Understanding out dated linguistic properties


Wyrd is an anglo saxon word that refers to an individuals personal fate. Each person is bound to it and lives their life in accordance to a predetermined future.

Additional definition

A persons fate personified by one of the three sisters




fate personified; any one of the three wyrd Sisters



Interesting Facts ->

>For many anglos this was an important philosophy that they followed.

>Fate was a very real concept for many people of this age

>Linked to and evolved from the concept of Karma in hinduism

>The Anglo Saxons believed in a tree that holds the nine worlds upon it's branches, fate is therefore linked to that tree.



Connections to Beowulf

"Fate often saves an undoomed man when his courage is good" 34

In this quote Beowulf is including the idea of fate, of wyrd, and how fate rules all things, because of this and because he is so brave he will be able to surpass the challenges ahead of him as he explains to the people of Hrothgar. As seen later on in the story this fate indeed comes to pass.

Connections to Grendel

"I understood that the world was nothing, a mechanical chaos of casual brute enmity in which we stupidly impose our hopes and fears" 22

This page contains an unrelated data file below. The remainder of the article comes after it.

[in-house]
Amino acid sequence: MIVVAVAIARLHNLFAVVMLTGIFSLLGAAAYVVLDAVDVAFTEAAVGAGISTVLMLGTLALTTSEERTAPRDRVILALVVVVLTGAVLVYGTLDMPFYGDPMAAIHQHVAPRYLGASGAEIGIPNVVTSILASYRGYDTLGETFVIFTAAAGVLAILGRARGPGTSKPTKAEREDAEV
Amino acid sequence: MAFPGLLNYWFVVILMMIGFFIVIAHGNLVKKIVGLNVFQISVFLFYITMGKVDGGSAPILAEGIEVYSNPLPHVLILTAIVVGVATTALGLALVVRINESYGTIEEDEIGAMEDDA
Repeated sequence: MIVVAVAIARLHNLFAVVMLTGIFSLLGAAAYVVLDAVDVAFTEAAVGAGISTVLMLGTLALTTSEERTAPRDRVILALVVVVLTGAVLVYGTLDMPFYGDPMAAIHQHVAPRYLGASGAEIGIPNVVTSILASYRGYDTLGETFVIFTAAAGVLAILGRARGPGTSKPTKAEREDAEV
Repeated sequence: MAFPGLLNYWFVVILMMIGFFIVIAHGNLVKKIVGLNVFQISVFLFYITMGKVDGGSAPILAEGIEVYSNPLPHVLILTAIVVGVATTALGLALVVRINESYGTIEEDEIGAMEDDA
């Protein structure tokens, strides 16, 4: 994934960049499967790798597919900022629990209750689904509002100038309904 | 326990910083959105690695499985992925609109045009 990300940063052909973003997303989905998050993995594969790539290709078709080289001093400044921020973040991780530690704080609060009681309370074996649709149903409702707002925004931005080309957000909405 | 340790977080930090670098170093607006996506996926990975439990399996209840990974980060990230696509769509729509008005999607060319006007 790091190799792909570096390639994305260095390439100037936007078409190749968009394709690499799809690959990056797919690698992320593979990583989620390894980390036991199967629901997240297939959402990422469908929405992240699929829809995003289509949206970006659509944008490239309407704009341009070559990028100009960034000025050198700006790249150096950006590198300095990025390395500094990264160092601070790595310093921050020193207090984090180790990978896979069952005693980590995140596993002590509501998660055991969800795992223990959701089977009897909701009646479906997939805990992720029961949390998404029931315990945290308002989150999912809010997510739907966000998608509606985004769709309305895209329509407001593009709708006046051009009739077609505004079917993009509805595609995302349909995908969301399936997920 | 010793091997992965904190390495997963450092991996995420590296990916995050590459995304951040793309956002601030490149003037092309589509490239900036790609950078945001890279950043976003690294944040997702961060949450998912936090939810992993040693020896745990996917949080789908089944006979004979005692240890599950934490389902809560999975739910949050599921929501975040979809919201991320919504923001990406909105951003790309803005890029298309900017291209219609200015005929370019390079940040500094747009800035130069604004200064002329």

Grendel is wallowing in the hopelessness of his fate, realizing how everything is set in stone and he cannot escape the concept of "Wyrd" of his fate. It is perhaps this concept that Grendel is cursed with his wyrd that drives him into a mental journey of such torment and anguish, which is one of the main themes in this story.


The concept of wyrd is almost taken in a completely opposite way in Beowulf as it is in Grendel. In Beowulf, he sees his fate as a destiny, a journey of valor, glory and fame. Beowulf is undefeatable because of his fate, and it guarantees his name to be etched into history. However in Grendel, his fate is a doom, it is a sentence to agony, rejection and malevolence, Grendel is cursed by God, and so such is his "wyrd", his fate. These differences are so important because it is what creates the contrast between Beowulf and Grendel and their philosophical implications.